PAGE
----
Colon-26 cancer-induced skeletal muscle wasting is IKKbeta/IkappaBalpha-dependent and NF-kappaB-Independent
Cornwell, Evangeline Wang
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Existing data suggest that NF-kappaB signaling is a key regulator of cancer-induced skeletal muscle wasting. However, identification of the components of this signaling pathway and of the NF-kappaB transcription factors that regulate wasting is far from complete. In muscles of C26 tumor-bearing mice, overexpression of dominant-negative (d.n.) IKKbeta and the IkappaBalpha-super repressor blocked wasting by 69% and 41%, respectively. In contrast, overexpression of d.n. IKKalpha or d.n. NIK did not block C26-induced muscle wasting. Surprisingly, overexpression of d.n. RelA (p65) or d.n. c-Rel did not significantly affect muscle wasting. Genome-wide mRNA expression arrays showed upregulation of many genes previously implicated in muscle atrophy. To test if these upregulated genes were direct targets of NF-kappaB transcription factors, we compared genome-wide p65 binding to DNA in control and cachectic muscle using chromatin immunoprecipitation-sequencing (ChiP-seq). Bioinformatic analysis of ChiP-sequencing data from control and C26 muscles did not show p65 binding peaks in the upregulated genes as reflected by the expression arrays. The p65 ChiP-seq data are consistent with our finding of no significant change in protein binding to an NF-kappaB oligonucleotide in an electrophoretic mobility shift assay (EMSA), no activation of an NF-kappaB-dependent reporter, and no effect of d.n. p65 overexpression in muscles of tumor-bearing mice. Taken together, these data support the idea that although inhibition of IkappaBalpha, and particularly IKKbeta, blocks cancer-induced muscle wasting, the alternative NF-kappaB signaling pathway is not required. In addition, the downstream NF-kappaB transcription factors are not involved in gene regulation during atrophy. These data are consistent with the growing body of literature showing that there are NF-kappaB-independent activities of IKKbeta and IkappaBalpha that regulate physiological processes.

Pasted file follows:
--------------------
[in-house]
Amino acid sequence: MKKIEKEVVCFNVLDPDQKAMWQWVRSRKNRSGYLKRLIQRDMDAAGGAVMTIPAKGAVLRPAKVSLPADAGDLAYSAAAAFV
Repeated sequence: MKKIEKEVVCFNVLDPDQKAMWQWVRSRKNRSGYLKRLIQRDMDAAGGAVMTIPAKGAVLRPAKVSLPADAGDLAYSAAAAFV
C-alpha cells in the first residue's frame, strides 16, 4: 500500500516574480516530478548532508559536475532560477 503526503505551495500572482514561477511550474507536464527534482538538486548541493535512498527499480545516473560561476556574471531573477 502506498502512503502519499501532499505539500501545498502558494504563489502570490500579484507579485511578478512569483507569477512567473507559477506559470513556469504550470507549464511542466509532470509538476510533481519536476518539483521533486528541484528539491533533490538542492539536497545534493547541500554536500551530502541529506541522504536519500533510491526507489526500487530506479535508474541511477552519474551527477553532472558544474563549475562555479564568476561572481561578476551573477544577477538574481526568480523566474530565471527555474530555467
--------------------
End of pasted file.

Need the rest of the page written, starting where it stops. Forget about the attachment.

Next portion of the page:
Thesis (Ph.D.)--Boston University